Some days you just feel like escaping from the crowds and hiking a bit more remotely. The next day was one of those days for me. We decided to visit the Red Rock Canyon Open Space. Red Rocks is another free recreation area, a 789 acre city park. The park contains a number of reclaimed industrial sites, old quarries, gravel pits, a gold refining mine, and small landfill. Other than the quarries, none of this was visible to the eye. Just more glorious views.

I call this peek-a-boo rock

I thought this one resembled a dinosaur

Lakes are a rarity here

Red Rocks was just a few blocks from our site well within walking distance, and soon became our favorite place to catch a hike. There are numerous trails some easy, some tough, to choose from. I think by the time we left we had done nearly all of them. If I were a local, I would be there all the time!

Pulpit Rock

Another nice area to hike on the other side of town is a place called Pulpit Rock Park. There is a series of small trails with the highlight being a climb to Pulpit Rock Ridge.

When they say small trails, they mean it. Trails going every which way. No signage, it’s a guessing game. We worked our way up a trail which seemed to be a main one. Winding higher and higher, the rocks became more loose and unstable. Sometimes heights get to me. They did on this day, and I had to call Uncle and turn around before I reached the summit. I later discovered we were on the most difficult trail up. Now I have another reason to return and reach that ridge!

Found the easy trail!

Heck yeah!

Speaking of heights, Have you ever heard of a mountain named Pikes Peak? It’s so popular it is nicknamed America’s Mountain. And what a hill it is. It is the 2nd most visited peak in the world, coming in right behind Japan’s Mt. Fuji.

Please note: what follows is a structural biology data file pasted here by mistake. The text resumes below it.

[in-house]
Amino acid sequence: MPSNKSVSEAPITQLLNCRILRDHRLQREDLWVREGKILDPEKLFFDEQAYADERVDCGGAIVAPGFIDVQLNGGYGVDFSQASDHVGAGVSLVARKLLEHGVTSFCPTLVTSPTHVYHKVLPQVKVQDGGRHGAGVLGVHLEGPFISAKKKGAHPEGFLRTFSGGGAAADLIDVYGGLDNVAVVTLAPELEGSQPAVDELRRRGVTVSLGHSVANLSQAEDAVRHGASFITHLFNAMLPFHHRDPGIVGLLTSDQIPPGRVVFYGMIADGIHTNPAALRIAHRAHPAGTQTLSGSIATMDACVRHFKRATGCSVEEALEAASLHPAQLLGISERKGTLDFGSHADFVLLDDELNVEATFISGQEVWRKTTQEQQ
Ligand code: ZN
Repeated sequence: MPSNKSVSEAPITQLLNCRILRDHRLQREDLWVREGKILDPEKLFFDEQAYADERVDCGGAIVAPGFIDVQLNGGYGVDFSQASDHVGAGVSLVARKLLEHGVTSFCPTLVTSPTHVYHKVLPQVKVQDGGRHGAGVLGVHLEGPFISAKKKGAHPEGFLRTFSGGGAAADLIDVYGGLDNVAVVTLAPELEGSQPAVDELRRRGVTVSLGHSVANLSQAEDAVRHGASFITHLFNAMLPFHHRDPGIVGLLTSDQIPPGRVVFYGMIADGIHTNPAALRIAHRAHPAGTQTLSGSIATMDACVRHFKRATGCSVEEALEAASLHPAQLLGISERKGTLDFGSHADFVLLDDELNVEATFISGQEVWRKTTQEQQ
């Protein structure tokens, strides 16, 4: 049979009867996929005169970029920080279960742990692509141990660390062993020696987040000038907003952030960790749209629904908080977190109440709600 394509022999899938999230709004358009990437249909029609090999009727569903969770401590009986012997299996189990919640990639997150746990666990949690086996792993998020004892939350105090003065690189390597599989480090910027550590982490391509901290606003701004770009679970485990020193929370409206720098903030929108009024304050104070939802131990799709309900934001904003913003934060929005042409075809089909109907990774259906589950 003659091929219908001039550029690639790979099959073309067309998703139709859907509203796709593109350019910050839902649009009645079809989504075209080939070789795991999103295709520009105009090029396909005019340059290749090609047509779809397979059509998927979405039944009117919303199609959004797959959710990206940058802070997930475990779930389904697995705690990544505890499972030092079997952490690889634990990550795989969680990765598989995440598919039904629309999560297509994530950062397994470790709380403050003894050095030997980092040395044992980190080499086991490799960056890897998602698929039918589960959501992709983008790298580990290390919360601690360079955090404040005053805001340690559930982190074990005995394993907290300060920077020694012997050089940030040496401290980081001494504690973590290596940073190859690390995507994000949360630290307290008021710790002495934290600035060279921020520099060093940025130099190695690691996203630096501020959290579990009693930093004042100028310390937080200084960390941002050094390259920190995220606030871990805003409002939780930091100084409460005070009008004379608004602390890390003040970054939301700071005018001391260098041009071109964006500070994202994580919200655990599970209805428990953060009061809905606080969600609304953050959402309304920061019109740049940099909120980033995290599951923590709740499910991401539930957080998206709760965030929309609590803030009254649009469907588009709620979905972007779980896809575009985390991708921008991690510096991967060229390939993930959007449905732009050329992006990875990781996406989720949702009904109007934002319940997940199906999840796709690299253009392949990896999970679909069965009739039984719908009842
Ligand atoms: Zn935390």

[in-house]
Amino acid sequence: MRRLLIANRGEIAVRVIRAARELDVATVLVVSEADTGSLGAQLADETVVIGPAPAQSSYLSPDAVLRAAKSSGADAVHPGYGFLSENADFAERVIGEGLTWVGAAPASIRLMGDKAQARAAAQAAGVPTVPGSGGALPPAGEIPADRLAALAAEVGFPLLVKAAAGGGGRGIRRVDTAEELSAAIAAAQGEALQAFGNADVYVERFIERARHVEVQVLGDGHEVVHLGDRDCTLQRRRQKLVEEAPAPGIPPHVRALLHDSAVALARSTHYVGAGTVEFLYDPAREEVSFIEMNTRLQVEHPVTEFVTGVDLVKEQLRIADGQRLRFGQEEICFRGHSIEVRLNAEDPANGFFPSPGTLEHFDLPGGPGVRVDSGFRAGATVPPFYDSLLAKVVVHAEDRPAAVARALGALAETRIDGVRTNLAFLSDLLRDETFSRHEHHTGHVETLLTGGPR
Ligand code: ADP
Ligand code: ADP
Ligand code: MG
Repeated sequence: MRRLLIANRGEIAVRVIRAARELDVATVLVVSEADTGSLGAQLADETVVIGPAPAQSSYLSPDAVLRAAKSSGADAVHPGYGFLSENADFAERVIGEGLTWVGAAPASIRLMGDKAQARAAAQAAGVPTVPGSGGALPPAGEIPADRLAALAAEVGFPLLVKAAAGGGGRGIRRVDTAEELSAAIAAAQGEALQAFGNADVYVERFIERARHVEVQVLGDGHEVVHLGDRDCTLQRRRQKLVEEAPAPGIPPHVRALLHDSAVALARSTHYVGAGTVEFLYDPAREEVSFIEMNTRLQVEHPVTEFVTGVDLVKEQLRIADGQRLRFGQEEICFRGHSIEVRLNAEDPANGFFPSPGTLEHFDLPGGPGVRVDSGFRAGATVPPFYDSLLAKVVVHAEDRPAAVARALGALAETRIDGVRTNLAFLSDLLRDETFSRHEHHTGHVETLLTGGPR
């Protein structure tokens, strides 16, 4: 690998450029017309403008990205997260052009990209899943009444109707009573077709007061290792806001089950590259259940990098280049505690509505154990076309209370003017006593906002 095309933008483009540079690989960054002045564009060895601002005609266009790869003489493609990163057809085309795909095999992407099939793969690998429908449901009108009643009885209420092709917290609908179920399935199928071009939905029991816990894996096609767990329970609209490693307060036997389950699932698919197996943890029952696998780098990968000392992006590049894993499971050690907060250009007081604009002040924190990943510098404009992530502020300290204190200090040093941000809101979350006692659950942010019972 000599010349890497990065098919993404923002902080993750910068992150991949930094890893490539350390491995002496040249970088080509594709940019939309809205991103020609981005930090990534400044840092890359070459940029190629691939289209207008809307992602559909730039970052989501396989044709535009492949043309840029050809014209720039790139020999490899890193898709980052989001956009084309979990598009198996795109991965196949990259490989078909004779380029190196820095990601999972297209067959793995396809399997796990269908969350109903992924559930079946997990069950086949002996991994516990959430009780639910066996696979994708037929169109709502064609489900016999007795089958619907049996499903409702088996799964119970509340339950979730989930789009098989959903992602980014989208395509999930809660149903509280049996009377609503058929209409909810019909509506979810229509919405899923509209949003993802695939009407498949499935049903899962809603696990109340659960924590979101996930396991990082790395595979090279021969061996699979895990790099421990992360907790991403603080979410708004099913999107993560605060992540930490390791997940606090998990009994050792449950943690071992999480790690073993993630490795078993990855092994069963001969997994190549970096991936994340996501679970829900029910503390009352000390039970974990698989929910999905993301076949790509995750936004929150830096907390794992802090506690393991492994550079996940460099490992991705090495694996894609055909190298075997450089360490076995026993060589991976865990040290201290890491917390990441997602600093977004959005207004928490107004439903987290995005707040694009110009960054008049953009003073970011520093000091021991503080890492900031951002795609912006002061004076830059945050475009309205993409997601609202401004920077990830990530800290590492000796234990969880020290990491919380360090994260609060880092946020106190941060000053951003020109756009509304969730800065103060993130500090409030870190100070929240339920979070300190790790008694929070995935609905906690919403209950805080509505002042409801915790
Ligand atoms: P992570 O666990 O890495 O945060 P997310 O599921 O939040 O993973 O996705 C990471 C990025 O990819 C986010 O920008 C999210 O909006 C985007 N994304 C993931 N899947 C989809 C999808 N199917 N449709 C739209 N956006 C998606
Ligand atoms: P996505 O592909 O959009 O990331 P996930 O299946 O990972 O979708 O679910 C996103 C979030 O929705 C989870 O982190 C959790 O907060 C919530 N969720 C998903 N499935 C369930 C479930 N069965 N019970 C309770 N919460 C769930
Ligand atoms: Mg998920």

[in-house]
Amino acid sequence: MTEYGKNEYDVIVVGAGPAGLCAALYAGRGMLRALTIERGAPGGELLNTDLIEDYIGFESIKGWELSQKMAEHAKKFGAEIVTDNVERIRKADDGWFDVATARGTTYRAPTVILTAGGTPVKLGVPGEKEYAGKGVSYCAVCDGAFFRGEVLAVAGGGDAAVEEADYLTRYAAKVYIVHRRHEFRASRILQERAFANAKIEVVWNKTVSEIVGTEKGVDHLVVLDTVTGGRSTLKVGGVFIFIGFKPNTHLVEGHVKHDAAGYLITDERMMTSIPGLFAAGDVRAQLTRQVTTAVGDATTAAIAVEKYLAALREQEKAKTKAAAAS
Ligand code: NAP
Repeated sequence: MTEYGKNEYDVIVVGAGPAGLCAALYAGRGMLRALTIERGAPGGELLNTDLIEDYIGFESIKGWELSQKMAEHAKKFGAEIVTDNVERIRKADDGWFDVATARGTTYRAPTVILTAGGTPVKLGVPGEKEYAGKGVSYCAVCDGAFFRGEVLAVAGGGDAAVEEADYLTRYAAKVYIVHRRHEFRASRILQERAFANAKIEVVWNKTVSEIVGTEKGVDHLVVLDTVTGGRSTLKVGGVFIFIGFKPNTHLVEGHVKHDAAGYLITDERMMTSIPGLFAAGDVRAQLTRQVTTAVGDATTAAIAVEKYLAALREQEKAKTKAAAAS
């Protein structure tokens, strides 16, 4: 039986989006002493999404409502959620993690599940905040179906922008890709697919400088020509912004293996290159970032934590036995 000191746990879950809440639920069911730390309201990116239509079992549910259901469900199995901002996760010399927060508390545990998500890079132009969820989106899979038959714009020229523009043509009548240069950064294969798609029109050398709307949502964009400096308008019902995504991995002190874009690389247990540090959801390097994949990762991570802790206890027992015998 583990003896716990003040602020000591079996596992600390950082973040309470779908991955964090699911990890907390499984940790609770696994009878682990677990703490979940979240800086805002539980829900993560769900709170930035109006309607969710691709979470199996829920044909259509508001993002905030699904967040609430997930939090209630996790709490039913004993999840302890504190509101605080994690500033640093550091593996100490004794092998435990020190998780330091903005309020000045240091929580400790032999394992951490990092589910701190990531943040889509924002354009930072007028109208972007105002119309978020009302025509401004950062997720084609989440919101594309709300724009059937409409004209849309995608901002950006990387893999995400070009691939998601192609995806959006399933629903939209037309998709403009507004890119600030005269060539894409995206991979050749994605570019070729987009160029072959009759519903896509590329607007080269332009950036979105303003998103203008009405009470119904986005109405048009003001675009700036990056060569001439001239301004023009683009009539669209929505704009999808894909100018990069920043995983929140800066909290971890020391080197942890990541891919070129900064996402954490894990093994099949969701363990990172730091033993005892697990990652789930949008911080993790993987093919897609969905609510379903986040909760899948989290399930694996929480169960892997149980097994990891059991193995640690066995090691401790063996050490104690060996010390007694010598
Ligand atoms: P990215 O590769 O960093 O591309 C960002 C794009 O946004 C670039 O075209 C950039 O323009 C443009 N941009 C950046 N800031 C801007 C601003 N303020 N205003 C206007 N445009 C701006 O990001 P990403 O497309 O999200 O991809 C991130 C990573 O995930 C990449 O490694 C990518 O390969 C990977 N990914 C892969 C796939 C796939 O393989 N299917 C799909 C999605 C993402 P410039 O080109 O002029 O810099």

Standing tall at 14,115 feet, Pikes Peak is the 31st tallest peak in Colorado. The summit can be reached in one of three ways. You could hike it from the Barr Trail at the base, a climb of about 13 or so miles, drive the Pikes Peak Highway,a 19 mile twisty road, or take the Cog Railway with an average grade of 45%.

Piles Peak in the distance

I am a decent hiker, but would in no way attempt this climb without the proper training. Driving is out since my encounter with Forest Road #69 in the Great Smokey Mountains (never again!)

Train at the summit

We opted to spend the money, $40 per person, to ride the rail. I am so happy we did. It is about a 3:40 round trip from base to summit. The guide was wonderful in giving us bits of information and history. Seating is tight, and you are faced toward another set of seats, so you get to know your seatmates in a quick hurry. We faced a lovely older couple who had taken the trip previously, and filled us in with some more tidbits of information.

A shot from the train

Almost past the tree line

Upon reaching the summit, if you’ve never felt the effects of a high altitude, you certainly will here. The minute the door opens and you step out, your breath is literally taken away. By the thin air and scenery. Woozy, is what I would call it. I rather liked the feeling, I felt euphoric. On top of the world.